We had made a promise to the Himalayas that we would return to watch them in their full glory. This is the story of India’s first fat biking expedition that took us to the last village of India in the dead of Himalayan winters – on cycles.
“Are we moving? I feel like we have been pedalling at the same place for over half an hour now”
I could barely say this in one breath. My heart was pounding from the continuous effort to try and keep the cycle and myself from slipping on the ice that lay beneath us and for miles ahead. Why was I cycling on ice?
The 3 of us had made a promise to these mountains that we would return to visit them in their full glory in the Himalayan winters. Everything seemed tough, challenging but possible. Only, we decided to do this on cycles. We would be the first men attempting to this route on cycles in the winters.
A few months ago, as we sat across the table sipping one cup of tea after another we saw this tiny speck on the map and it had a name too, Chitkul. It was the last Indian village on the map and right ahead lay Tibet. We instantly knew that this is where we were heading. What we didn’t know was that these cups of tea were soon going to become the single most fantasized brew of our lives.
As we covered the first few miles, we found ourselves navigating through deep snow and ice so slick that we could barely stand straight. Our Surlys helped us navigate through these obstacles and gave us that much required encouragement to move forward. These bikes were a godsend.
If the riding was tough, standing still was tougher. The temperature hovered around minus 15 and the moody sun was not helping. Everything around us was frozen solid and the stillness could be heard. Our journey took us through some of the most breathtaking views of the Indian Himalayas, through towns which saw a steady influx of travellers on a warm summer day. These towns and villages stood abandoned now, as the Himalayan winters had managed to push even some of the locals to lower grounds.
“There is nothing here, everyone has moved out for the winters. Except for the snow and icy winds, no one visits these places in winters. What brings you here?” asked one of the locals in Kalpa, who later invited us to his home to spend the night. It was these little acts of kindness that we experienced which gave us some much needed warmth. He later recalled instances where he and his family were stuck in their house for over a week as the only way out had been blocked by snow. “ It took me 8 hours to get from my door to the road” he said. The road was just 50 meters from his door. It’s easy to forget and ignore the beauty all around when your toes are numb and hands refuse to obey any command.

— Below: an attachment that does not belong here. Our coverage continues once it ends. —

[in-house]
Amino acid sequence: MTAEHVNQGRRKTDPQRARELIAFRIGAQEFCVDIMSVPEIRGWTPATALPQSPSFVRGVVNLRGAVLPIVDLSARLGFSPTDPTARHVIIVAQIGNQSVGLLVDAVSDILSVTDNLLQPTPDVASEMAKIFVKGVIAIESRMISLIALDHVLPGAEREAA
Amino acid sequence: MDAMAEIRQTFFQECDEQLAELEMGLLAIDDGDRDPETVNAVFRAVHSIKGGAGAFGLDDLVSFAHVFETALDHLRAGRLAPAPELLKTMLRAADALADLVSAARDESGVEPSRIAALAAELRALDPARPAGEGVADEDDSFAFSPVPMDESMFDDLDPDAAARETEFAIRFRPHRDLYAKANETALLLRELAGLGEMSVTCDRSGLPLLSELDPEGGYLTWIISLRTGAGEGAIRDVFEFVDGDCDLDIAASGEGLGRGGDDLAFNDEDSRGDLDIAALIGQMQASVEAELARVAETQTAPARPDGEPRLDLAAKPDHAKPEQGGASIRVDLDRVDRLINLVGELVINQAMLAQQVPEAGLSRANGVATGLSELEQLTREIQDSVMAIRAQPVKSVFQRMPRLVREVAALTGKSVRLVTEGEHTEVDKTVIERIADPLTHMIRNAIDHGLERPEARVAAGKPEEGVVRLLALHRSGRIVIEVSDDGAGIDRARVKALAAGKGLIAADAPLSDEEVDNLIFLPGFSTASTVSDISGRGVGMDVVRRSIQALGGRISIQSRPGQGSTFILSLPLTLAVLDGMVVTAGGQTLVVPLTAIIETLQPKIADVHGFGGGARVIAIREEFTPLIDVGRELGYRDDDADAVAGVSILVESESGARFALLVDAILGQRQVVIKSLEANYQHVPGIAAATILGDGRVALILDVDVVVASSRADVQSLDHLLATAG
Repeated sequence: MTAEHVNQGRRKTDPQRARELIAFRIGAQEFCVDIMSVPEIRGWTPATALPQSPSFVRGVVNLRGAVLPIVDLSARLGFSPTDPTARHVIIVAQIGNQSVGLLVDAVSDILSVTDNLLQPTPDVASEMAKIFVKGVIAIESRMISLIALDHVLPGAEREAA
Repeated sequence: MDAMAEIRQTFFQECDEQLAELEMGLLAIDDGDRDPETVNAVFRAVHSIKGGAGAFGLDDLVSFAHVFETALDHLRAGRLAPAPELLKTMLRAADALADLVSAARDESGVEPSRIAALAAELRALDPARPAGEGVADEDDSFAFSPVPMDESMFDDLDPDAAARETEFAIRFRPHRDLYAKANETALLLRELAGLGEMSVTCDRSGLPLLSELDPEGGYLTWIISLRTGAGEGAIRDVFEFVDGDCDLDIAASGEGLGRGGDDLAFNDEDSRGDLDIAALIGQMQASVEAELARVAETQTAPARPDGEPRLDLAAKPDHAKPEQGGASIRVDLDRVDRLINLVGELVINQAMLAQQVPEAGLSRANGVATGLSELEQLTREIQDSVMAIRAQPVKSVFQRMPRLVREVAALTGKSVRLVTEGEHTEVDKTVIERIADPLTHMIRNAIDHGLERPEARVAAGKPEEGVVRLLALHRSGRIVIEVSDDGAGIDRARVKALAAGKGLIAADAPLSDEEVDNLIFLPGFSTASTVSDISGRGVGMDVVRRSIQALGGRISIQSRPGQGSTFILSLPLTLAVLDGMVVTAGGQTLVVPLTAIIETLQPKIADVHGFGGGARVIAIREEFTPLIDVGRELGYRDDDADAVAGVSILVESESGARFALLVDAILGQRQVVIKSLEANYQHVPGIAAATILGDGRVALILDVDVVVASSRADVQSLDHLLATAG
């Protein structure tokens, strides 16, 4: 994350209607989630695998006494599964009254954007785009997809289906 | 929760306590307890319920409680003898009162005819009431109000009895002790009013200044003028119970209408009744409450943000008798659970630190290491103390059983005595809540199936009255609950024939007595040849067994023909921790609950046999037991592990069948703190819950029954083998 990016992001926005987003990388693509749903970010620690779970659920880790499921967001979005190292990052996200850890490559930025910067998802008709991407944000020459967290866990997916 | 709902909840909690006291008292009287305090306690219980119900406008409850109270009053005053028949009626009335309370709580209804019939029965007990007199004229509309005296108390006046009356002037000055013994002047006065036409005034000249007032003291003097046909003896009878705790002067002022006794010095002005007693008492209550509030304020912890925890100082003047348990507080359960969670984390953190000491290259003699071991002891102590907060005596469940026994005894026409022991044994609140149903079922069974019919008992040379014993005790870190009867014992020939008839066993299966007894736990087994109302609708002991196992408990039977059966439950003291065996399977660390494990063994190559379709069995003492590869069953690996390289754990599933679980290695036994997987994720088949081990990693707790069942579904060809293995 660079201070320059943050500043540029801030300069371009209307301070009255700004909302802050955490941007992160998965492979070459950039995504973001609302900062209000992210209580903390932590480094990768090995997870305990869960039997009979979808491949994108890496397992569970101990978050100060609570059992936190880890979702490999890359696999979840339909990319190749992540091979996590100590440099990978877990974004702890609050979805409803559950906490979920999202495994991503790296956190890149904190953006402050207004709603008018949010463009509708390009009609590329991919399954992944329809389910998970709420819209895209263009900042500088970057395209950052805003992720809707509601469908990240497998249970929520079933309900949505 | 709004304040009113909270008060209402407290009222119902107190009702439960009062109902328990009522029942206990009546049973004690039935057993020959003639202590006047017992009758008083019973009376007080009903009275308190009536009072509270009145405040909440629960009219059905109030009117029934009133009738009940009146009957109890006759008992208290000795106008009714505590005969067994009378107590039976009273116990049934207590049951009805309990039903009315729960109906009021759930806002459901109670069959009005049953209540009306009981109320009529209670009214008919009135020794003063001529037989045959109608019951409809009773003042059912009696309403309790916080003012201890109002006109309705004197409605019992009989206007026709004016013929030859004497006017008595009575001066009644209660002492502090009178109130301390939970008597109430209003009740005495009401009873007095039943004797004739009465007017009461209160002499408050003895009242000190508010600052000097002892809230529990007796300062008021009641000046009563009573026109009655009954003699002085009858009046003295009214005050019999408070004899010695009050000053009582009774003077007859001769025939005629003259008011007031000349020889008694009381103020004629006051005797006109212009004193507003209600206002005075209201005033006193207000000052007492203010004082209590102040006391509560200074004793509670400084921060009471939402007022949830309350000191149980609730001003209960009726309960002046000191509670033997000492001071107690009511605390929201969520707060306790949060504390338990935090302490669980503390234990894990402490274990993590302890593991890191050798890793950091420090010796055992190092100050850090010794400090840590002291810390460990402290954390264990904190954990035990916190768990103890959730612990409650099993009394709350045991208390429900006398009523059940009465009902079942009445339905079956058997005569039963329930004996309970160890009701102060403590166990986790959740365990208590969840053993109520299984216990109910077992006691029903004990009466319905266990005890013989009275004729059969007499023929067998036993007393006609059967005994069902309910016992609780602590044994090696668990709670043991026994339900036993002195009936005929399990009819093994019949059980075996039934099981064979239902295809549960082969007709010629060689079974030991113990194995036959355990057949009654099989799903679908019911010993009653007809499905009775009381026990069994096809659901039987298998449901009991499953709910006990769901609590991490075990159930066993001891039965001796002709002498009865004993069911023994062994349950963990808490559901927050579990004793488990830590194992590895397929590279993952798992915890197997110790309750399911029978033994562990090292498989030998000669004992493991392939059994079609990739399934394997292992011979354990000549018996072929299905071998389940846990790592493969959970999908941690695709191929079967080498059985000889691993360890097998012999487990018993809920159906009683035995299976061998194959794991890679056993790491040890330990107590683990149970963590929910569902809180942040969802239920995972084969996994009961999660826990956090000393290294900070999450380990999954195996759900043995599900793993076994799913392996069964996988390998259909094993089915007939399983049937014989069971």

Every morning, we had to wait for the sun to come out and melt the ice that formed on the road, overnight. As we made progress on our route towards Chitkul, the climbs got steeper, the roads narrower and barely visible under all the snow. The number of people we saw each day kept reducing until it came down to single digits. But, whenever the going got too tough, all it took was a look around where we stood and it changed everything. Feeling humbled by the Himalayas all around, the semi frozen rivers, trees that looked right out of a fairy tale… everything was so pure.
Our bodies had become weaker, our faces now spoke of the journey we undertook to get to where we were. As we stood in Sangla, looking at the road ahead, we knew our destination was not far, but then, at this altitude and in the dead of winters, far had a different meaning. A village called Raksham stood between Chitkul and us.
“Udhar kaise Jaaoge? Poora baraf hai” (“How will you go there? It is all ice”) said one of the local elders at Sangla. The stories we heard about the road ahead made us nervous, jittery and a little unsure of what to expect. But we knew one thing, this was the only road to Chitkul and we had to go.
What we saw for the next two days, changed our lives forever. As the sun rose and kissed the peaks around us, we ploughed through snow and moved ahead. The fat tires on our Surlys were now feeling at home. We just could not get enough of the white all around us. The sun was out in full glory and the clear blue sky set the perfect setting for this canvas. The going was tough with our avg speed around 5kmph but it didn’t matter anymore. We were overwhelmed by being where we were and all that mattered now was to take in everything we saw.
Nothing else mattered, not even the bear tracks that we spotted all through the day.
The icy air we were breathing made sure that our lungs forced us to take regular breaks. We didn’t mind that at all. We had lost track of time as we pedaled our way up. The milestones on the side of the roads had now disappeared as they had been buried under snow, we knew we were close but didn’t know how close.
Our breaks had become more regular now and most of the time spent catching our breaths was in silence. We just sat and stared at the beauty our land beholds. “I can’t believe this is real” was all each one of us could say.
During one of these breaks, we saw a cluster of huts and cottages a little ahead, partly hidden by the ridge in front of us. “Is that Chitkul?” asked Pankaj. “Don’t mess with me” said Naveed, who was looking in the direction we came from, staring in disbelief that he had just cycled through all of that. Those huts were what marked the beginning of Chitkul – The last Indian village on the map.
There were no crowds to cheer for us as we passed under the arch that said – ‘Welcome to Chitkul’. No flag that we had to hoist as a proof that we had done this. We had the Himalayas watching over us as proof of what we had accomplished and we didn’t need anything else.
We looked at these magnificent mountains with respect, shook hands and welcomed ourselves to Chitkul.
We were home.